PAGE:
Most pet owners have heard of heartworm disease, and many of us dutifully administer a preventative medication to our pets each month. Thanks to a lack of public information, however, some pet owners don’t give their pets a preventative at all, or they don’t provide doses of the medication on a regular basis. Few pet owners truly understand the dangers of heartworm disease and the risk it poses to their pets.
Little Known Facts About Heartworm Disease
- Heartworms are transmitted by mosquitoes. A mosquito can pick up the parasite during its microscopic stage by feeding on an infected animal, and then pass it on to your pet.
- Heartworms multiply rapidly in the body of an infected animal, taking up residence in the heart, lungs, and accompanying blood vessels, and growing up to 12 inches in length. Once heartworms are mature, they can live for 5-7 years in dogs and up to 2-3 years in cats.
- Although cats are not part of the heartworm life cycle, they can and do become infected. Symptoms of heartworm in cats can be subtle or quite dramatic. Infected cats may experience coughing, difficulty breathing, weight loss, seizures, or develop fluid retention in the abdominal cavity.
- There is currently no treatment for heartworm in cats, and because they cannot tolerate the treatments given to infected dogs, the disease is often fatal. Prevention is the only way to protect cats from heartworm disease.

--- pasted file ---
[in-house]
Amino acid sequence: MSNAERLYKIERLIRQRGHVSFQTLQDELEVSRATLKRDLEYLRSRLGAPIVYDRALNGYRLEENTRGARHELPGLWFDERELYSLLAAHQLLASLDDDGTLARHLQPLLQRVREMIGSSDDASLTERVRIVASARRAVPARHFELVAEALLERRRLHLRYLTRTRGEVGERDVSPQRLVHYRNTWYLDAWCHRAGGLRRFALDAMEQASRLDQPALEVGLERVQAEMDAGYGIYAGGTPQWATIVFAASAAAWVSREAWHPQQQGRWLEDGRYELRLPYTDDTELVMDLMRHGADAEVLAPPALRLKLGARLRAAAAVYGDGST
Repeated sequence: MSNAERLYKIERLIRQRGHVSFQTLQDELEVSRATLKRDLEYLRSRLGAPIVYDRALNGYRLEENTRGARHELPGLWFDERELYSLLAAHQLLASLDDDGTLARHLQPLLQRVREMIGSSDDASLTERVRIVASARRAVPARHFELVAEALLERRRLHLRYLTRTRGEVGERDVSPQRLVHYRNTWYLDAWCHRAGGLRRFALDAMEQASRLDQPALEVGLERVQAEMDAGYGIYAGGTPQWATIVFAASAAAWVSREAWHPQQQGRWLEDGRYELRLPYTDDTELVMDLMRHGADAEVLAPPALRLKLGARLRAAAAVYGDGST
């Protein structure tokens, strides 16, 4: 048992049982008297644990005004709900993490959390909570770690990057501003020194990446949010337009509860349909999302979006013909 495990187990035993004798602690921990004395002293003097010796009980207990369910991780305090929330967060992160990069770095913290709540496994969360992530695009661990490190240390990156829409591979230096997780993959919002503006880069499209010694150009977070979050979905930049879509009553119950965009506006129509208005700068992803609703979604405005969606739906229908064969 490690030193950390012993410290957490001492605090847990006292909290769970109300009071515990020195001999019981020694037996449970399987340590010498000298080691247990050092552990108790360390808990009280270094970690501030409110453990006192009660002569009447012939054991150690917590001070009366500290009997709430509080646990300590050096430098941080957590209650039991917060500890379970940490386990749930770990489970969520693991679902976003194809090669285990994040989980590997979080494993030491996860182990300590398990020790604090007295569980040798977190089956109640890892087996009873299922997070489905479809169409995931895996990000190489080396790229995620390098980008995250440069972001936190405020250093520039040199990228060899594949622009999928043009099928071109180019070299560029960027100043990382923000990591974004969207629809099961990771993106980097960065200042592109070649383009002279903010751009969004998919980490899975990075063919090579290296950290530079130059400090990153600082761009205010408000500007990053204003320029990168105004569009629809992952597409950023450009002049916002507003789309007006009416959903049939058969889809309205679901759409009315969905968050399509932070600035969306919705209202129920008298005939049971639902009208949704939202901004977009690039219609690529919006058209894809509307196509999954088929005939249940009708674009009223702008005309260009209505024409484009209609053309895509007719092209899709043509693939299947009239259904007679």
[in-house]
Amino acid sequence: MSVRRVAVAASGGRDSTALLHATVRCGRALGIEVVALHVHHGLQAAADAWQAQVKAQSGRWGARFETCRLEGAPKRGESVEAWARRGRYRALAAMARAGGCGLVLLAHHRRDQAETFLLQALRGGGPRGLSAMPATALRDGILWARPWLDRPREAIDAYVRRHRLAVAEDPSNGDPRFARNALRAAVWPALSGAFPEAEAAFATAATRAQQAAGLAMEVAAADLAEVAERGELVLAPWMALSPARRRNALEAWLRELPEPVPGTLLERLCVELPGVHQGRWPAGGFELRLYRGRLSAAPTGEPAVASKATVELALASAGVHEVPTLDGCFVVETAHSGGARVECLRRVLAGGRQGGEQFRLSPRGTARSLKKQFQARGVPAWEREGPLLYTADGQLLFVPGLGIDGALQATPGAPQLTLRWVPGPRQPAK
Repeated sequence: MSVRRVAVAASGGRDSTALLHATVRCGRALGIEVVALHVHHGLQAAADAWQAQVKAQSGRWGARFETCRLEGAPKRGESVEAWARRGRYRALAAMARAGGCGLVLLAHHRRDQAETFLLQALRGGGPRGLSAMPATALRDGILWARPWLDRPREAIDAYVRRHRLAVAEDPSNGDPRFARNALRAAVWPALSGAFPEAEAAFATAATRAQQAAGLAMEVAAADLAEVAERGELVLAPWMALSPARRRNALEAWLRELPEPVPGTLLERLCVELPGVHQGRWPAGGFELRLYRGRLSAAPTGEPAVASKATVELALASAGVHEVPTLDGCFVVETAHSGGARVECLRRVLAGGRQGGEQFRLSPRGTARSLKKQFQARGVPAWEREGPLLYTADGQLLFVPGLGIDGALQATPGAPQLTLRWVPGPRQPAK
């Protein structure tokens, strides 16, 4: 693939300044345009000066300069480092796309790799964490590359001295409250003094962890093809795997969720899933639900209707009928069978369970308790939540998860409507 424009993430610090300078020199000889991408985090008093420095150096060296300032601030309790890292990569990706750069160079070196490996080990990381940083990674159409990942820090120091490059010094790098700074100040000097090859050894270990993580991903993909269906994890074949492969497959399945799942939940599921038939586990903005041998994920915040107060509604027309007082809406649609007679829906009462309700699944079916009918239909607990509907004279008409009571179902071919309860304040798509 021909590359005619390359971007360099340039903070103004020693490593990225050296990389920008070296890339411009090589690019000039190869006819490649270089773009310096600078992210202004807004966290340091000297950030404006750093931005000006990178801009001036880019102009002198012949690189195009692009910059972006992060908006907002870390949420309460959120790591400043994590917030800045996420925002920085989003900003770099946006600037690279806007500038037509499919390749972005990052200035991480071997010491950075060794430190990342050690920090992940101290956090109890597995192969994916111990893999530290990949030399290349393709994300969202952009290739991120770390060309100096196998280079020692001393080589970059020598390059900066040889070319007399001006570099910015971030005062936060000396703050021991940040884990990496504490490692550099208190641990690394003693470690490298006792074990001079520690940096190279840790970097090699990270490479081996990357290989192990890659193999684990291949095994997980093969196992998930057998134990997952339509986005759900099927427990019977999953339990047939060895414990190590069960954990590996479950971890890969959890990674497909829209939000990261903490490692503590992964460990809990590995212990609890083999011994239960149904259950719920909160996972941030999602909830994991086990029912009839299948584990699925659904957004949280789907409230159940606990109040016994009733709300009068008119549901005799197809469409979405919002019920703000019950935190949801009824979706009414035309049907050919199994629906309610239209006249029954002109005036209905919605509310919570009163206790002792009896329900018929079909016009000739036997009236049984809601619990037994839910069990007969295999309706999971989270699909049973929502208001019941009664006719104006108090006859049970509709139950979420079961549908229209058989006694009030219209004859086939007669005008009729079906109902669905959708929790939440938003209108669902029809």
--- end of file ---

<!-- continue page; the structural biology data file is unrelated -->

- Heartworm disease has lasting effects on dogs, even after the infection has been cleared. Adult worms can do significant damage to the heart and lungs, making prevention even more important.
- The tests used to diagnose heartworms can only detect the adult worms, so it may take up to 6 months before a positive result is seen. For this reason, most veterinarians recommend that all pets be tested for heartworms yearly.
- Heartworm preventatives work by eliminating the larval (immature) stages of the heartworm parasite. Both larvae deposited by a mosquito and immature worms that are already present inside a pet can be killed by preventative medication. Giving the medication too late can allow the worms to develop into adults, which may not be able to be treated with a monthly preventative.
- Indoor pets need year-round heartworm preventative medication too! Mosquitoes can easily find their way inside our homes, also putting our indoor-only pets at risk.
- Dogs and cats are not the only species that can be infected by heartworms. Ferrets, coyotes, wolves, foxes, and even sea lions can fall victim to heartworm disease.
- Heartworm disease is present in all 50 states, making the need for year-round protection and annual testing crucial for the health of all pets.